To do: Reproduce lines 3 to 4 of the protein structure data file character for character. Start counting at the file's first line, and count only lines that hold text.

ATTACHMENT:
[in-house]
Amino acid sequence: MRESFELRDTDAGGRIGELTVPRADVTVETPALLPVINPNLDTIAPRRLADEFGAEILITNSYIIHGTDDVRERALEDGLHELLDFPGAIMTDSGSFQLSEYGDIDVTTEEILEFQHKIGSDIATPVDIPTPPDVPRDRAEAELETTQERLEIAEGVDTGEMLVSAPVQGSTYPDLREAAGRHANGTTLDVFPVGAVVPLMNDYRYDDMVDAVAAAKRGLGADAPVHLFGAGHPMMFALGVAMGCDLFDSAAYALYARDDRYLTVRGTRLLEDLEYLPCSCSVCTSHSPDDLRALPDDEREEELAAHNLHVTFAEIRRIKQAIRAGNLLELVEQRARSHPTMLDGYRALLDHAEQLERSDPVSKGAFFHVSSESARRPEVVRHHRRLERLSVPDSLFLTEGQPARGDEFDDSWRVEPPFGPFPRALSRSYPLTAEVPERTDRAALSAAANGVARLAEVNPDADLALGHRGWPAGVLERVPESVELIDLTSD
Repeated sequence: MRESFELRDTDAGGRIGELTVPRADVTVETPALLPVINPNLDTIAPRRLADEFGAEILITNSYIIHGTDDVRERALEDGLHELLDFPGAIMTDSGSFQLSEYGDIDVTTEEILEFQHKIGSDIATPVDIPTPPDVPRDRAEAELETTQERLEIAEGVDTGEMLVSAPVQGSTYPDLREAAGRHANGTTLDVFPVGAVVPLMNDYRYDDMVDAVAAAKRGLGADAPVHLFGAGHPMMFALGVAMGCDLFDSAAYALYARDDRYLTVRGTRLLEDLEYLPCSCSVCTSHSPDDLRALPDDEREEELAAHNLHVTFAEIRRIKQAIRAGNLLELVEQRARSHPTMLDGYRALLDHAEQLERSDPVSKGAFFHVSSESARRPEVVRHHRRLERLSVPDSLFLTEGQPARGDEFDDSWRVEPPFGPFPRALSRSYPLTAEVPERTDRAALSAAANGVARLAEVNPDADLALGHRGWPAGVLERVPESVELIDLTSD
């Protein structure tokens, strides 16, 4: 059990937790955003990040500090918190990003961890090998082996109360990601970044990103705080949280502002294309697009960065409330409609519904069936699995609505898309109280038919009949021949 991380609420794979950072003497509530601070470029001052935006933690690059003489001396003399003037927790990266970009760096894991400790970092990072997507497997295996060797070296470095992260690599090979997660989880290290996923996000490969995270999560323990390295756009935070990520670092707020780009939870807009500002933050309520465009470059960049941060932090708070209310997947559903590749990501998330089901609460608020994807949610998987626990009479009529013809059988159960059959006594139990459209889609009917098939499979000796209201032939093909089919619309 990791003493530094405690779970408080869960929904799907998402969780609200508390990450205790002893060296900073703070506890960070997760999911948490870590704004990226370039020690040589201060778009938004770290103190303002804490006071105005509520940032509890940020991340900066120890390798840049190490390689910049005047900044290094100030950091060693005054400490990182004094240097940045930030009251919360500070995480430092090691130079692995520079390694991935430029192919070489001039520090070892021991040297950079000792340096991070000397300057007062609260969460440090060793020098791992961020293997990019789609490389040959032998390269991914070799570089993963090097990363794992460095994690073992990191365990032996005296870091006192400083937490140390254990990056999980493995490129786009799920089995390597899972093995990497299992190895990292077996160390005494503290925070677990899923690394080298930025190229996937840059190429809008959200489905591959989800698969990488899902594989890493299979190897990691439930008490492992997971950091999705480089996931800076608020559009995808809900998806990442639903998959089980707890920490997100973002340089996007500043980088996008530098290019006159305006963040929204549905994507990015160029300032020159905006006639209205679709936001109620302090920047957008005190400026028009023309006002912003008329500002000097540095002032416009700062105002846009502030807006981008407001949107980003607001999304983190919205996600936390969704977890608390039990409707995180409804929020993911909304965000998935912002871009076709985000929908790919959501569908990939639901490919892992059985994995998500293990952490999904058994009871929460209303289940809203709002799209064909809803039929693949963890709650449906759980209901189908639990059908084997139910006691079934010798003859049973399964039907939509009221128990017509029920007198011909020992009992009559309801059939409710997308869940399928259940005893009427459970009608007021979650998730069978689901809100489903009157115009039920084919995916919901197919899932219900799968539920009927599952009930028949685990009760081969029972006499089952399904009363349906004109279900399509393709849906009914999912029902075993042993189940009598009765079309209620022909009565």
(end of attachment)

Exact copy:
Repeated sequence: MRESFELRDTDAGGRIGELTVPRADVTVETPALLPVINPNLDTIAPRRLADEFGAEILITNSYIIHGTDDVRERALEDGLHELLDFPGAIMTDSGSFQLSEYGDIDVTTEEILEFQHKIGSDIATPVDIPTPPDVPRDRAEAELETTQERLEIAEGVDTGEMLVSAPVQGSTYPDLREAAGRHANGTTLDVFPVGAVVPLMNDYRYDDMVDAVAAAKRGLGADAPVHLFGAGHPMMFALGVAMGCDLFDSAAYALYARDDRYLTVRGTRLLEDLEYLPCSCSVCTSHSPDDLRALPDDEREEELAAHNLHVTFAEIRRIKQAIRAGNLLELVEQRARSHPTMLDGYRALLDHAEQLERSDPVSKGAFFHVSSESARRPEVVRHHRRLERLSVPDSLFLTEGQPARGDEFDDSWRVEPPFGPFPRALSRSYPLTAEVPERTDRAALSAAANGVARLAEVNPDADLALGHRGWPAGVLERVPESVELIDLTSD
């Protein structure tokens, strides 16, 4: 059990937790955003990040500090918190990003961890090998082996109360990601970044990103705080949280502002294309697009960065409330409609519904069936699995609505898309109280038919009949021949 991380609420794979950072003497509530601070470029001052935006933690690059003489001396003399003037927790990266970009760096894991400790970092990072997507497997295996060797070296470095992260690599090979997660989880290290996923996000490969995270999560323990390295756009935070990520670092707020780009939870807009500002933050309520465009470059960049941060932090708070209310997947559903590749990501998330089901609460608020994807949610998987626990009479009529013809059988159960059959006594139990459209889609009917098939499979000796209201032939093909089919619309 990791003493530094405690779970408080869960929904799907998402969780609200508390990450205790002893060296900073703070506890960070997760999911948490870590704004990226370039020690040589201060778009938004770290103190303002804490006071105005509520940032509890940020991340900066120890390798840049190490390689910049005047900044290094100030950091060693005054400490990182004094240097940045930030009251919360500070995480430092090691130079692995520079390694991935430029192919070489001039520090070892021991040297950079000792340096991070000397300057007062609260969460440090060793020098791992961020293997990019789609490389040959032998390269991914070799570089993963090097990363794992460095994690073992990191365990032996005296870091006192400083937490140390254990990056999980493995490129786009799920089995390597899972093995990497299992190895990292077996160390005494503290925070677990899923690394080298930025190229996937840059190429809008959200489905591959989800698969990488899902594989890493299979190897990691439930008490492992997971950091999705480089996931800076608020559009995808809900998806990442639903998959089980707890920490997100973002340089996007500043980088996008530098290019006159305006963040929204549905994507990015160029300032020159905006006639209205679709936001109620302090920047957008005190400026028009023309006002912003008329500002000097540095002032416009700062105002846009502030807006981008407001949107980003607001999304983190919205996600936390969704977890608390039990409707995180409804929020993911909304965000998935912002871009076709985000929908790919959501569908990939639901490919892992059985994995998500293990952490999904058994009871929460209303289940809203709002799209064909809803039929693949963890709650449906759980209901189908639990059908084997139910006691079934010798003859049973399964039907939509009221128990017509029920007198011909020992009992009559309801059939409710997308869940399928259940005893009427459970009608007021979650998730069978689901809100489903009157115009039920084919995916919901197919899932219900799968539920009927599952009930028949685990009760081969029972006499089952399904009363349906004109279900399509393709849906009914999912029902075993042993189940009598009765079309209620022909009565």